Photo courtesy of Camp Mini-Yo-We

Camps seek church involvement for year-long discipleship

For many Christians, camp is where it all started.

Whether it was an emotional turning point during a chapel worship session, a poignant word or testimony from a speaker, or a deep friendship over several years, many adult Christians cite camp as the place where their faith became “real.”

And yet many camps struggle to retain more than 50 per cent of their campers from the previous summer. If camp is such an important place for so many people, why do so many seem to fall by the wayside?

Many camp directors stress the need for post-summer follow up.

One strategy for Camp Arnes, located about an hour’s drive north of Winnipeg, has been to hire staff and speakers who are actively involved in churches around the city, hoping that those connections will ease the introduction from a camp setting to the ongoing routine of what makes up life in the church.

“Often the connection where the youth pastor has spoken at the camp, kids are more likely to… go to their youth [group] and things like that,” says Will Wear, Arnes’ executive director. “That personal invitation and the getting to know them really makes a big difference.”

Arnes employs community relations personnel to connect local churches with campers who live in their areas of the city, but Wear says that doing so can be challenging.

“For a lot of the churches it works really well but it really depends on the manpower of the church and the ability for them to try and make contact with all those kids.”

Camps excel at introducing the gospel in a communal setting away from the pressures and distractions of everyday life. But camp can’t do everything. Support from the local church is needed to support campers after the camping season concludes.

Churches have been doing much better in recent years, says Mike Ankenmann of Camp Mini-yo-we.

Located in Muskoka, Ontario, Mini-yo-we previously offered after-school programs for children across Toronto. Since the 1980s, the camp has taken a different approach.

“We stopped doing those things, partly because philosophically we didn’t want to be competing with the local churches and partly because it wasn’t working anymore. Kids weren’t coming.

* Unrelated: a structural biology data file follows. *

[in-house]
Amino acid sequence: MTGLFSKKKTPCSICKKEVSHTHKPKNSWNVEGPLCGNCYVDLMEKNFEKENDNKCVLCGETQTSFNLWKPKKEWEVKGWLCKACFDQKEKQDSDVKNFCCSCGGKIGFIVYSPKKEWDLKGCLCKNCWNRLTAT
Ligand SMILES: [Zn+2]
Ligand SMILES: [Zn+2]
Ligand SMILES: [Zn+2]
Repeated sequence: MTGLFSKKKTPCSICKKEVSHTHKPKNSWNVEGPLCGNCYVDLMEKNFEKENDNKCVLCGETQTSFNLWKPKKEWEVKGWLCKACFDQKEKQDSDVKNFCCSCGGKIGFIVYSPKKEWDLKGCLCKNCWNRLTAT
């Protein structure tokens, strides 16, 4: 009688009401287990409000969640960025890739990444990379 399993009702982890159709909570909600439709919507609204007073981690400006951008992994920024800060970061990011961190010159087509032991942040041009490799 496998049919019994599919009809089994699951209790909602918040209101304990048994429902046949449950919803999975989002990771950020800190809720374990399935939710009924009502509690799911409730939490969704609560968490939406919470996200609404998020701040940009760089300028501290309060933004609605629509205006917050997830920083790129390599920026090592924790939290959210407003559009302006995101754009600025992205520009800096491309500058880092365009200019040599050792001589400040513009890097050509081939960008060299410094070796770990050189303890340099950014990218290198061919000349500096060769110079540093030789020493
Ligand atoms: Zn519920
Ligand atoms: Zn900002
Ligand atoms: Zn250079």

“Camp functions great as a temporary community that gets together and is really Christ-focused and child-centric,” he says. “The Lord uses that to do great things in transforming young people’s lives.”

Another thing that has made following up on summer ministry particularly difficult is recent privacy legislation. While new laws haven’t precluded camp staff from reaching out to campers after summer is over, the shift in culture has definitely made it trickier.

“I’ve come to the conclusion that it’s not practical for us to do really anything beyond encouraging our staff to be in touch in appropriate ways and strongly encouraging our campers to be connected with a local church and to actively try to give our campers tools to have a disciplined personal walk with God,” Ankenmann says.

He stresses that the church needs to be the primary cultivator of faith in the lives of youth.

“I think there’s value in us trying to be in touch with churches and there’s value in churches encouraging their young people to be involved in a Christian camping experience on a regular basis.

“That is the kind of relationship that bears the most fruit in my mind.”

Partnership with local churches is key, as ongoing discipleship happens at that level, says Sharon Fraese, Canadian national director for Christian Camping International (CCI).

“As leaders we need to say ‘how do we make this work?’” she says.

It’s not realistic to expect individual camp staff to take an overly active role in maintaining the camp’s summertime ministry, she adds, though it’s certainly appreciated when cabin leaders are willing to go the extra mile.

Sending postcards, birthday cards and holding community events throughout the year are some of the ways Luther Village in northwestern Ontario keeps connected with its campers, as well as encouraging ongoing discipleship.

“Sending the postcards out to our youth campers is huge,” say executive director Kim Scherger. “Parents will send me an e-mail or phone me and say, ‘little Johnny was super excited when he saw this postcard in the mail from your staff and that was really awesome.’”

Scherger says while Luther Village makes a strong effort to keep connected with youth campers after summer is over, the camp itself does not focus much on pointing children towards local churches.

“Because a lot of our kids who do come to camp are returning campers or campers who are churched, maybe that’s why we haven’t focused on that a lot.”

At the same time, she notes the opportunity for camps and churches to work together in discipleship is huge, and is routinely frustrated when churches fail to make their congregants aware of camp opportunities.

“If the individual congregations could get more behind camping ministry as a whole, I think it would do a world of difference in getting more campers out, for sure. And that would help in the follow up, in getting more kids to come to the churches, too.”

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About the author

Rob Horsley is the former Managing Editor of ChristianWeek.